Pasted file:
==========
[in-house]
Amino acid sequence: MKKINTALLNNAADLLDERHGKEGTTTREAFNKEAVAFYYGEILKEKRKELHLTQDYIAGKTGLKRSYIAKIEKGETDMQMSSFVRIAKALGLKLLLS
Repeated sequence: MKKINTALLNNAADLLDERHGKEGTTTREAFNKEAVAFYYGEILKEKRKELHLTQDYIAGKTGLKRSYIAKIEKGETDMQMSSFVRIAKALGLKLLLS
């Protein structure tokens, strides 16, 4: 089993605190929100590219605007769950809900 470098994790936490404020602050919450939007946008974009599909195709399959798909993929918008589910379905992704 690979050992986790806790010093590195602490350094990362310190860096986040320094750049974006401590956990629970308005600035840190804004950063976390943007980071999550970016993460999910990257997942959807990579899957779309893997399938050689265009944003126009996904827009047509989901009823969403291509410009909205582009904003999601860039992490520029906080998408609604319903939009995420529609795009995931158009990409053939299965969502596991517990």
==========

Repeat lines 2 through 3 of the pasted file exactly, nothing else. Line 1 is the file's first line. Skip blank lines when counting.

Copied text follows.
Amino acid sequence: MKKINTALLNNAADLLDERHGKEGTTTREAFNKEAVAFYYGEILKEKRKELHLTQDYIAGKTGLKRSYIAKIEKGETDMQMSSFVRIAKALGLKLLLS
Repeated sequence: MKKINTALLNNAADLLDERHGKEGTTTREAFNKEAVAFYYGEILKEKRKELHLTQDYIAGKTGLKRSYIAKIEKGETDMQMSSFVRIAKALGLKLLLS